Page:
Province takes over ambulance services, changes still to come

The Alberta government officially takes over ambulance services from the municipalities on Wednesday, but it said there will be no visible changes right away.

The Alberta government officially takes over ambulance services from the municipalities on Wednesday, but it said there will be no visible changes right away.

"In terms of the care, the priority, the phone call, the reliance of EMS being there it is all business as usual," Alberta Health Services spokesperson Sheila Rogeau said.

"Nothing will change and our overarching priority throughout this entire transition has been to make it as seamless as possible."

Changes to service will be phased in over the next 18 to 24 months and include consolidating dispatch services from 30 centres to three.

The consolidation will mean there will be a better use and co-ordination of resources across the province, said Jim Garland, director of dispatch services for Alberta Health Services.

Ambulances that come into the city to drop off a patient from communities around the region can be utilized, he said.

"As they're moving around between regions and in and out of the city we can utilize those resources to respond if they're the closest ambulance to a call."

In the Edmonton region, there are EMS dispatch centres in Strathcona County, St. Albert, Parkland County and Redwater, Garland said. Once the transition is complete, those areas will be handled by a central EMS dispatch in Edmonton.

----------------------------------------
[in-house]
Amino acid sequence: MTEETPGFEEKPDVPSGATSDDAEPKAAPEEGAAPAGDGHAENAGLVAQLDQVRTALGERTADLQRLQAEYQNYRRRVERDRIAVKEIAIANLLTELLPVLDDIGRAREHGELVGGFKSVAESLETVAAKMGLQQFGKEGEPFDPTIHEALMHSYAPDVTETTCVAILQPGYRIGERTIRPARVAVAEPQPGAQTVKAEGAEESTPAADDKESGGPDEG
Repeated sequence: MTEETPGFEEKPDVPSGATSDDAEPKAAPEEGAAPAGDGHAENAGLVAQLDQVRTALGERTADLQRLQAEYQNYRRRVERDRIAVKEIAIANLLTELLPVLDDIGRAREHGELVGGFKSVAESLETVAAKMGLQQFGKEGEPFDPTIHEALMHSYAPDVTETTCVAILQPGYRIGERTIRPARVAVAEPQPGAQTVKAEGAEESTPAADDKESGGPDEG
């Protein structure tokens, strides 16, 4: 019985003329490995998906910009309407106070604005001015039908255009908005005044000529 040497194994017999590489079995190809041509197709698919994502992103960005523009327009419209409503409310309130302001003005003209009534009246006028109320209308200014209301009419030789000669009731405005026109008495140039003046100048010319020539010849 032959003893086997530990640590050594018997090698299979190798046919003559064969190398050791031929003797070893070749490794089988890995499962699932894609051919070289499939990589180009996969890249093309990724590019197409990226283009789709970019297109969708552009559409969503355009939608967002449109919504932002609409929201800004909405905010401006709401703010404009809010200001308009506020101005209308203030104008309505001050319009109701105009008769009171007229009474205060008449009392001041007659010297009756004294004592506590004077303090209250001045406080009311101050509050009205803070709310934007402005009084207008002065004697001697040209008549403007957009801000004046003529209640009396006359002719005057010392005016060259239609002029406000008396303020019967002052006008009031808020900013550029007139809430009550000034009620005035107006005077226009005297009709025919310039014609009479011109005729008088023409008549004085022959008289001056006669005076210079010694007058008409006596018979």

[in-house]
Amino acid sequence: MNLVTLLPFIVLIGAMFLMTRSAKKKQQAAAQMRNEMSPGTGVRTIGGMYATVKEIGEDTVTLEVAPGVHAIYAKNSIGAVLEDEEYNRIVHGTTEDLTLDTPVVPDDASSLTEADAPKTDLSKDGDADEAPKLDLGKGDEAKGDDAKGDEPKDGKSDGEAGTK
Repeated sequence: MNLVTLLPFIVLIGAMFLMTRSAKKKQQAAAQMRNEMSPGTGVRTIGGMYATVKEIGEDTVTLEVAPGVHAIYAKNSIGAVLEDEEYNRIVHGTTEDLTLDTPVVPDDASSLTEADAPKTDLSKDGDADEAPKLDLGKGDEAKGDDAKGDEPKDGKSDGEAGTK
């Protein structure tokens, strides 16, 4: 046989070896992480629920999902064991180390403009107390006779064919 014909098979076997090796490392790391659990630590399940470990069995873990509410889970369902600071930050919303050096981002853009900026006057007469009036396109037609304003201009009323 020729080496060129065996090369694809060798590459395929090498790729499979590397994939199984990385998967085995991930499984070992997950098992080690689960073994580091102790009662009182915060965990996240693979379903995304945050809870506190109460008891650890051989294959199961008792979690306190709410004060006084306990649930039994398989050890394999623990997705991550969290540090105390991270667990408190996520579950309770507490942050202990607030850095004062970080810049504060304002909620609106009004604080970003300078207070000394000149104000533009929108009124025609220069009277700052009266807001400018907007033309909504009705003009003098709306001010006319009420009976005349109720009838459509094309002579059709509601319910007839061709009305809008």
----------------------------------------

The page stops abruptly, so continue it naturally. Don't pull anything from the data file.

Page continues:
There have been criticisms that out-of-town ambulances and dispatchers will have trouble with unfamiliar addresses and landmarks, but Garland dismissed those suggestions.

Ambulances will be equipped with GPS, if they don't have them already, he said, and dispatchers pass on the same information no matter where they are located.

"The dispatcher in Camrose gives that information to the crew that's responding,"  Garland said. "If that same information is given to a dispatcher in Edmonton they're still going to give that information to the crew that's responding."

The transition will also mean rural paramedics will provide services in their communities and be dispatched to nearby urban areas if necessary.

A team in the community

"I can see paramedics partnering up with other health-care providers like respiratory therapists, nurse practitioners so they are really a team going out into the community," said Joe Acker, who is in charge of EMS for the Edmonton region with Alberta Health Services.

Paramedics and the public should learn more about the changes in the next three months, Acker said.

Things will change for paramedics but more information still needs to come from the province, said Chris Murphy, a paramedic with Parkland County, west of Edmonton, and president of his CUPE union local.

"They're getting very, very anxious and very, very nervous to find out what's going to happen," he said. "They still realize that they will have jobs. They still will be employed but how the day-to-day operations are going to be ... we don't know yet."

Murphy is still disappointed about the province's recent decision to have all paramedics in the province be represented by the Health Sciences Association of Alberta without allowing staff the chance to vote on the issue.